5.7  Chapter Five in Review
5.8  Exercise

CHAPTER SIX: THE FALLACY OF AFFIRMING THE CONSEQUENT
6.1  More on Hypothetical Syllogisms, Order, and Inference
6.2  Why Affirming the Consequent Term is Unpersuasive Argument
6.3  How Courts Have Used the Fallacy of Affirming the Consequent
6.4  Keys to Using the Fallacy of Affirming the Consequent to Evaluate and Improve Legal Argument
6.5  Chapter Six in Review
6.6  Exercise

CHAPTER SEVEN: THE FALLACY OF THE UNDISTRIBUTED MIDDLE TERM
7.1  Middle Terms, Distribution, and Bad Argument
7.2  Finding the Middle Term
7.3  Spotting Distribution, or Lack Thereof, in the Middle Term
7.4  Why an Undistributed Middle Term Makes an Argument Unpersuasive
7.5  How Courts Have Used the Fallacy of the Undistributed Middle to Evaluate Legal Argument
7.6  Keys to Using the Fallacy of the Undistributed Middle to Evaluate and Improve Legal Argument
7.7  Chapter Seven in Review
7.8  Exercise

CHAPTER EIGHT: THE FALLACY OF THE ILLICIT PROCESS
8.1  Two Kinds of Illicit Processes and Bad Argument
8.2  Finding the Major or Minor Terms
8.3  Spotting Distribution, or Lack Thereof, in the Major or Minor Terms
8.4  Why an Illicit Process Makes an Argument Unpersuasive
8.5  How Courts Have Used the Fallacy of the Illicit Process to Evaluate Legal Argument
8.6  Keys to Using the Fallacy of the Illicit Process to Evaluate and Improve Legal Argument
8.7  Chapter Eight in Review
8.8  Exercise

CHAPTER NINE: THE FALLACY OF THE NEGATIVE PREMISE
9.1  Negative Premises and Positive Conclusions
9.2  The Force of an Affirmative Conclusion
9.3  Finding Positive Conclusions and Supporting Them with Positive Premises
9.4  How Courts Have Used the Fallacy of the Negative Premise to Evaluate Legal Argument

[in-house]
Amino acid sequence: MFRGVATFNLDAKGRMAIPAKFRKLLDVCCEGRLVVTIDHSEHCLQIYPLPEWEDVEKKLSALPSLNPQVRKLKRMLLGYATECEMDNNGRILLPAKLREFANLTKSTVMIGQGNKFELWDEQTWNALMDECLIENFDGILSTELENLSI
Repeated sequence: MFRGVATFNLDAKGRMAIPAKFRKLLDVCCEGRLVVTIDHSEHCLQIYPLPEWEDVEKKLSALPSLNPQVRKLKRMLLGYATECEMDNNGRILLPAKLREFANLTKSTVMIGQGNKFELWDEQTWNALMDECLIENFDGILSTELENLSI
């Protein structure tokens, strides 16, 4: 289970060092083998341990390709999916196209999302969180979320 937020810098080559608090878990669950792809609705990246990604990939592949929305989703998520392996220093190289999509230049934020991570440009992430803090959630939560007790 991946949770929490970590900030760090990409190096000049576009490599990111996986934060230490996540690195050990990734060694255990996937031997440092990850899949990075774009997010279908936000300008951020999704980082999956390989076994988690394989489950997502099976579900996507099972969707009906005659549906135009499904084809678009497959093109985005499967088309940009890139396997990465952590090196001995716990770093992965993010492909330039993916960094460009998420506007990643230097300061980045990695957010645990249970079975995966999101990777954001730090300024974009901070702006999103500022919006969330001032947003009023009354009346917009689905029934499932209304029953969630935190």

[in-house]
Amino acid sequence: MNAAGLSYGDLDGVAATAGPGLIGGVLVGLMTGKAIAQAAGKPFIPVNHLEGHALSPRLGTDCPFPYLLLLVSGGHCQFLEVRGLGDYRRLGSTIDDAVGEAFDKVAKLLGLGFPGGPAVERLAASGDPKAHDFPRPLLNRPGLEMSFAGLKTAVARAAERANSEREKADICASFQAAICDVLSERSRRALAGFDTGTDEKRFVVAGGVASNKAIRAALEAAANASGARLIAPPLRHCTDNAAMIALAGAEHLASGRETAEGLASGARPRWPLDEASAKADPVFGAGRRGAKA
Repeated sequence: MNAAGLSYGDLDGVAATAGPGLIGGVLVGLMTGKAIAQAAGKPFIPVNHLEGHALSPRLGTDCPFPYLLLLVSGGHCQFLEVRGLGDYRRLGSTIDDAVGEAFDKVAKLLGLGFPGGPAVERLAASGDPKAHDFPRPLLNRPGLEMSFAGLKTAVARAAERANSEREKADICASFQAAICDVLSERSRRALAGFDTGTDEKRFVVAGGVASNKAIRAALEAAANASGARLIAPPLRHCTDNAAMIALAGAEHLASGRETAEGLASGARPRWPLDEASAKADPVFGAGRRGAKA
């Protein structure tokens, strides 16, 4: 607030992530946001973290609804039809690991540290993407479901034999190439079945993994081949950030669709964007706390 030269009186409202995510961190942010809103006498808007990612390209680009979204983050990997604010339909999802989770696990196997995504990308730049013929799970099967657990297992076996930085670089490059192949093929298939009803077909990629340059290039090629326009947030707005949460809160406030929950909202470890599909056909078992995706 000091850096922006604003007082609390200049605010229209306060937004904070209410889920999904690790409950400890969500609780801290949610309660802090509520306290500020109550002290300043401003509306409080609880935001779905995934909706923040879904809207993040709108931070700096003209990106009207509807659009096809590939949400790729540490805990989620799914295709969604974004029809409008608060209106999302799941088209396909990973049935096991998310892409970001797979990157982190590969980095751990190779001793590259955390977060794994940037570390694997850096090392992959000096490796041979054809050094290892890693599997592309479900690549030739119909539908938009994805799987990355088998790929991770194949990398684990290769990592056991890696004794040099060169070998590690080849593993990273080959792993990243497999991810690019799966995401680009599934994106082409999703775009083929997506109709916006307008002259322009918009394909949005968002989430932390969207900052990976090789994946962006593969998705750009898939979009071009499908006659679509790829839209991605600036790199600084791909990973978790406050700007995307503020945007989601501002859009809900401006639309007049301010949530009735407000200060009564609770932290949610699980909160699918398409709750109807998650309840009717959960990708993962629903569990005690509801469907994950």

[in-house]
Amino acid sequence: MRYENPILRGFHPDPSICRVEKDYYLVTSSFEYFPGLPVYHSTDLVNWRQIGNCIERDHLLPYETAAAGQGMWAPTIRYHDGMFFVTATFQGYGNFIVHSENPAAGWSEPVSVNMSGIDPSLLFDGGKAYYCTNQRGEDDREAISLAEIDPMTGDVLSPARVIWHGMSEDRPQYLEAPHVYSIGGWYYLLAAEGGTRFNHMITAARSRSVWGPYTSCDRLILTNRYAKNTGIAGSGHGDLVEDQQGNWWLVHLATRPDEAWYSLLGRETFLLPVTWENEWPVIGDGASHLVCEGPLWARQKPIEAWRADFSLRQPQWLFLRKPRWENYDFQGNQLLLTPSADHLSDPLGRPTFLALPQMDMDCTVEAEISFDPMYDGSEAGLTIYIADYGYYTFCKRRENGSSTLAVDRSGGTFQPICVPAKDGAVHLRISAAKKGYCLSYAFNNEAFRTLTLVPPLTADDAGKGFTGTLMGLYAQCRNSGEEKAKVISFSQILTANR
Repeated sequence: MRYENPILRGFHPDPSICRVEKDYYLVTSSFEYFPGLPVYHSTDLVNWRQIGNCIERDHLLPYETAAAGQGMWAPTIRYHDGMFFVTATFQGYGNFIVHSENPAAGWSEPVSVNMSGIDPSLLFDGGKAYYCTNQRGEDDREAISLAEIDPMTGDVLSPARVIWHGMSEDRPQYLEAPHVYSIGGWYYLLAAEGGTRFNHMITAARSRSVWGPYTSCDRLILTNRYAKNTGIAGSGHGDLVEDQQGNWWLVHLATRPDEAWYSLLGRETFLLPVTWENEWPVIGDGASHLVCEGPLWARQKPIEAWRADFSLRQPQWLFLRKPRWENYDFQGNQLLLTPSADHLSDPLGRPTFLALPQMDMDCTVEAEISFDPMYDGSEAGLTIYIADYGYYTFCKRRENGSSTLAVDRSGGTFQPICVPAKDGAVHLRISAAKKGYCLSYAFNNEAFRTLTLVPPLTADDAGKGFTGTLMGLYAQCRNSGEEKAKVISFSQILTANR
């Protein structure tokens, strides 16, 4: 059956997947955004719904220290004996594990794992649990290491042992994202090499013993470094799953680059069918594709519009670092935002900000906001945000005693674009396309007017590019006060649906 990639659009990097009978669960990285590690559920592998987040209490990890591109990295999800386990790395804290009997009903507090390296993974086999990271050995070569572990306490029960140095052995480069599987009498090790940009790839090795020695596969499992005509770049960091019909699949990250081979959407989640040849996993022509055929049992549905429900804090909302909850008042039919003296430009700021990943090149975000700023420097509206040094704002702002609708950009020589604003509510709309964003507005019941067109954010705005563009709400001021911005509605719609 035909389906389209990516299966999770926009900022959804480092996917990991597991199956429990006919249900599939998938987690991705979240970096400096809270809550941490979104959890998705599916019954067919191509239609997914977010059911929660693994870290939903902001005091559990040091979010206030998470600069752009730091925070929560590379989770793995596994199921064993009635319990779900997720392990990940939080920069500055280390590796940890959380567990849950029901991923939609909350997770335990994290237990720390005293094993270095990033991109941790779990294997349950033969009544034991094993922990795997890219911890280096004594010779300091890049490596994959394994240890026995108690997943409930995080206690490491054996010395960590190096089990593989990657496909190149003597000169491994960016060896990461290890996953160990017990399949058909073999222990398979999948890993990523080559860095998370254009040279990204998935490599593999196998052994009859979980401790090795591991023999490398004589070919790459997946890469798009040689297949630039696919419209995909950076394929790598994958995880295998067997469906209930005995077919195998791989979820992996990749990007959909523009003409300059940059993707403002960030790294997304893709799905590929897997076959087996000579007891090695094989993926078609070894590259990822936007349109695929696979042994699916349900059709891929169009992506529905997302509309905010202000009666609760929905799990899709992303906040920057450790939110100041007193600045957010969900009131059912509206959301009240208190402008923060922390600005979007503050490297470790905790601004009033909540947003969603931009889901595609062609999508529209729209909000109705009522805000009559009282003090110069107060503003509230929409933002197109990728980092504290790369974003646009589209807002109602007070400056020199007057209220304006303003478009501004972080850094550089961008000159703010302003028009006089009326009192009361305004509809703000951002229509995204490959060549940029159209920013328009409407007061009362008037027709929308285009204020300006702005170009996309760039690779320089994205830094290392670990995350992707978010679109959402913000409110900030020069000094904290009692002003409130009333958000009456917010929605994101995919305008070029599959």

9.5  Keys to Using the Fallacy of the Negative Premise to Evaluate and Improve Legal Argument
9.6  Chapter Nine in Review
9.7  Exercise

CHAPTER TEN: THE FALLACY OF AFFIRMING A DISJUNCT
10.1  Disjunctive Syllogisms and the Problem with "Or"
10.2  Identifying Disjunctive Arguments and Disjuncts
10.3  Why Affirming a Disjunct Might Be Unpersuasive Argument
10.4  How Lawyers and Judges Can Use the Fallacy of Affirming a Disjunct
10.5  Keys to Using the Fallacy of Affirming a Disjunct
10.6  Chapter Ten in Review
10.7  Exercise

CHAPTER ELEVEN: A FALLACY-BASED PERSPECTIVE ON LEGAL ARGUMENTATION FOR LITIGATORS AND JUDGES
11.1  Three Kinds of Legal Arguments and a Fallacy-Based Perspective on Evaluating Legal Argument
11.2  The Rules of Deductive Logic and Patterns of Fallacious Argument Revisited
11.3  The Hallmarks of Six Formal Fallacies in Legal Argument
11.4  Different Tools, Different Skills, and Different Perspectives for Thinking about Legal Argument
11.5  Limits of a Fallacy-Based Perspective on Legal Argument
11.6  Chapter Eleven in Review

CHAPTER TWELVE: LOGIC’S VALUE TO LAWYERS WHO SOLVE LEGAL PROBLEMS WITH ARGUMENT
12.1  The Place of Formal Logic in Legal Reasoning
12.2  A Focus on Framework
12.3  Logic as a Metalanguage for Argument
12.4  Logic’s Persuasive Force
12.5  A New Way of Thinking about Logic and Legal Argument—and Jazz
12.6  Chapter Twelve in Review

APPENDICES: EXERCISES: SOLUTIONS AND DISCUSSIONS
Appendix A Chapter Five: Breslin Real Estate Group, LLC d/b/a Breslin Real Estate Solutions v. Elderberry Software and Media, Inc.
Appendix B Chapter Six: Annalise Forester v. Graham C. Hayes
Appendix C Chapter Seven: Mack Bryce v. Eastern Ohio College
Appendix D Chapter Eight: SquareBarrell Solutions, LLC v. Interior Diameter, Inc.
Appendix E Chapter Nine: Toy-Vo, Inc. d/b/a Toypocalypse v. Collin Lewis
Appendix F Chapter Ten: Marathon Logistics III, Inc. v. Brule River Capital, LP

SUBJECT INDEX